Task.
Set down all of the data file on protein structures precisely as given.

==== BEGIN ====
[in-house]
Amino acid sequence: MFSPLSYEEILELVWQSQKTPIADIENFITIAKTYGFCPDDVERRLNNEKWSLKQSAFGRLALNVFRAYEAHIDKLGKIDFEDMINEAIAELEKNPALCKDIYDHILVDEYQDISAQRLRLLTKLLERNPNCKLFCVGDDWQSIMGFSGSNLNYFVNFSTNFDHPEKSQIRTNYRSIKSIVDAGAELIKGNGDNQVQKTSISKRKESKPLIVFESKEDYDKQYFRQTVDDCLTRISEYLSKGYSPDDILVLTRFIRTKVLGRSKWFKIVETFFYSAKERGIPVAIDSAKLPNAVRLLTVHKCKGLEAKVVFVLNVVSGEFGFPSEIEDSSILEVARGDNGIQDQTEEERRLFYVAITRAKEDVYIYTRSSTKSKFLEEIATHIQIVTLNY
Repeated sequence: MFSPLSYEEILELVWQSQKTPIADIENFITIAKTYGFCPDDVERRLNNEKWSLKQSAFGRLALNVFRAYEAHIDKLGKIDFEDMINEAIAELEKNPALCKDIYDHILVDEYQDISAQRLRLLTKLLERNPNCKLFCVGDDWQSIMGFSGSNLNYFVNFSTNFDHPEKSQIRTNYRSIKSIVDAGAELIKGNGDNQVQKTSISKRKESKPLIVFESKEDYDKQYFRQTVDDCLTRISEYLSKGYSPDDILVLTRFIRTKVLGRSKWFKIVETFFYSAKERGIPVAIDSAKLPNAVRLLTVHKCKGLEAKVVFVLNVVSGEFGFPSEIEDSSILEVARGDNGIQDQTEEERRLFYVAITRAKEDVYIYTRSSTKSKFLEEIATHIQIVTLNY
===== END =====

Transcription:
[in-house]
Amino acid sequence: MFSPLSYEEILELVWQSQKTPIADIENFITIAKTYGFCPDDVERRLNNEKWSLKQSAFGRLALNVFRAYEAHIDKLGKIDFEDMINEAIAELEKNPALCKDIYDHILVDEYQDISAQRLRLLTKLLERNPNCKLFCVGDDWQSIMGFSGSNLNYFVNFSTNFDHPEKSQIRTNYRSIKSIVDAGAELIKGNGDNQVQKTSISKRKESKPLIVFESKEDYDKQYFRQTVDDCLTRISEYLSKGYSPDDILVLTRFIRTKVLGRSKWFKIVETFFYSAKERGIPVAIDSAKLPNAVRLLTVHKCKGLEAKVVFVLNVVSGEFGFPSEIEDSSILEVARGDNGIQDQTEEERRLFYVAITRAKEDVYIYTRSSTKSKFLEEIATHIQIVTLNY
Repeated sequence: MFSPLSYEEILELVWQSQKTPIADIENFITIAKTYGFCPDDVERRLNNEKWSLKQSAFGRLALNVFRAYEAHIDKLGKIDFEDMINEAIAELEKNPALCKDIYDHILVDEYQDISAQRLRLLTKLLERNPNCKLFCVGDDWQSIMGFSGSNLNYFVNFSTNFDHPEKSQIRTNYRSIKSIVDAGAELIKGNGDNQVQKTSISKRKESKPLIVFESKEDYDKQYFRQTVDDCLTRISEYLSKGYSPDDILVLTRFIRTKVLGRSKWFKIVETFFYSAKERGIPVAIDSAKLPNAVRLLTVHKCKGLEAKVVFVLNVVSGEFGFPSEIEDSSILEVARGDNGIQDQTEEERRLFYVAITRAKEDVYIYTRSSTKSKFLEEIATHIQIVTLNY